Hiring managers and business owners evaluate job applicants using a wide variety of methods. Beyond resumes and verbal responses, they look at a job applicant’s appearance, presentation and non-verbal communication. You have probably already received advice about these topics from academic and employment advisers, but the following five specific things in these areas matter more than you likely ever realized:
Scuff Marks on Your Shoes
Whether you apply for an office or construction position, scuff marks on your shoes or boots or may create a negative impression. They can make an interviewer think that you might not care about your overall appearance, which is especially important to think about if you are working in business. Another thing that they can tell about you from scuff marks is that you might not care about the quality of your work.
How White Your Teeth Are
Yellow teeth can make you look older, worn out and less approachable. On the other hand, white teeth can make you seem younger, energetic and more approachable. Before you start setting up interviews, ask a local dentist like Advanced Dentistry of St. Charles about inexpensive whitening procedures that can make you look more youthful and professional.
Unless you want your appearance to scream quirky artist or unhygienic, swap old yellowed nose pads with new clear ones. Additionally, repair any damage that might make it seem like you do not care about your appearance or vision and eye health, such as visible scratches on lenses, a missing screw or a bent or missing arm.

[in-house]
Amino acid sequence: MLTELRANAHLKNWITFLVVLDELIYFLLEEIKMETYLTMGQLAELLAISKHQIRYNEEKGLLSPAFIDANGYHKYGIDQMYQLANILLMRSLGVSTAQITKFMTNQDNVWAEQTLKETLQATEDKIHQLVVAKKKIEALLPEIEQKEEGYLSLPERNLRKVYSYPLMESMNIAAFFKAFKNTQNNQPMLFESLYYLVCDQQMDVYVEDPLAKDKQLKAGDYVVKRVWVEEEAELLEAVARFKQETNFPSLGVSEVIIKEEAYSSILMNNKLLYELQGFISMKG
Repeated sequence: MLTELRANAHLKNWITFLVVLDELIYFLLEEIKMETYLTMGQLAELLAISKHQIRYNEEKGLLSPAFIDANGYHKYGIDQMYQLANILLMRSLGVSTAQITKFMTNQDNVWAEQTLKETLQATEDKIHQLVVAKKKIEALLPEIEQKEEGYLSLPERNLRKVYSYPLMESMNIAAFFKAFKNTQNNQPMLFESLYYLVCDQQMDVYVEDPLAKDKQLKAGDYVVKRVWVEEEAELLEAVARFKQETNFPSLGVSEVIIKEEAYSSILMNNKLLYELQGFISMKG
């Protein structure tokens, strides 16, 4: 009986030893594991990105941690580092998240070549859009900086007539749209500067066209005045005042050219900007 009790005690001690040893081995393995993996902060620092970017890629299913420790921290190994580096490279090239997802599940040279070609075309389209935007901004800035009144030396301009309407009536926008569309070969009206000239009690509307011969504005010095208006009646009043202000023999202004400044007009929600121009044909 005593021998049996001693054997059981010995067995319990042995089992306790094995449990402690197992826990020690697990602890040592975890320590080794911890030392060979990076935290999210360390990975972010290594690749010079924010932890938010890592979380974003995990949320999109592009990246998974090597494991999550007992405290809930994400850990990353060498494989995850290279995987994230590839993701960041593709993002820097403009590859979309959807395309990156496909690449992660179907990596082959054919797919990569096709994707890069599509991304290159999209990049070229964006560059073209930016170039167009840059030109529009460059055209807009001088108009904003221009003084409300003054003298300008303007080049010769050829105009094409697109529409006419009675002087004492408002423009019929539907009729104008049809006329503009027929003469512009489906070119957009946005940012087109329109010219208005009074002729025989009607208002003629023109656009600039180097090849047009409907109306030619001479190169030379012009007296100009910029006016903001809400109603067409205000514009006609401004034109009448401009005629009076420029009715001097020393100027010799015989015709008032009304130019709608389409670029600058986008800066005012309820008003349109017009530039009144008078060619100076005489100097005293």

Even if you fold your arms in front of your chest automatically when you are cold or nervous, interviewers often perceive this small gesture as a sign that an applicant does not play well with others. Crossing your arms while listening to someone else who is speaking non-verbally suggests that you disagree with that person’s opinion even when you agree with it. Crossed arms can also imply that you are bored, irritated or angry.
Empty hands often result in negative and distracting habits like crossed arms, wild gesticulations and fingertip tapping. Always bring a blank notepad and pen to an interview. As the interviewer speaks, take notes and write down your questions to show the interviewer that you are highly prepared, actively listening and deeply invested. Just make sure to spend more time looking at him or her than your paper.
Although no amount of tips could ever guarantee that you get a particular job, these five will better your chances. They are geared towards making sure that your make a great first impression and, often, that is what matters most.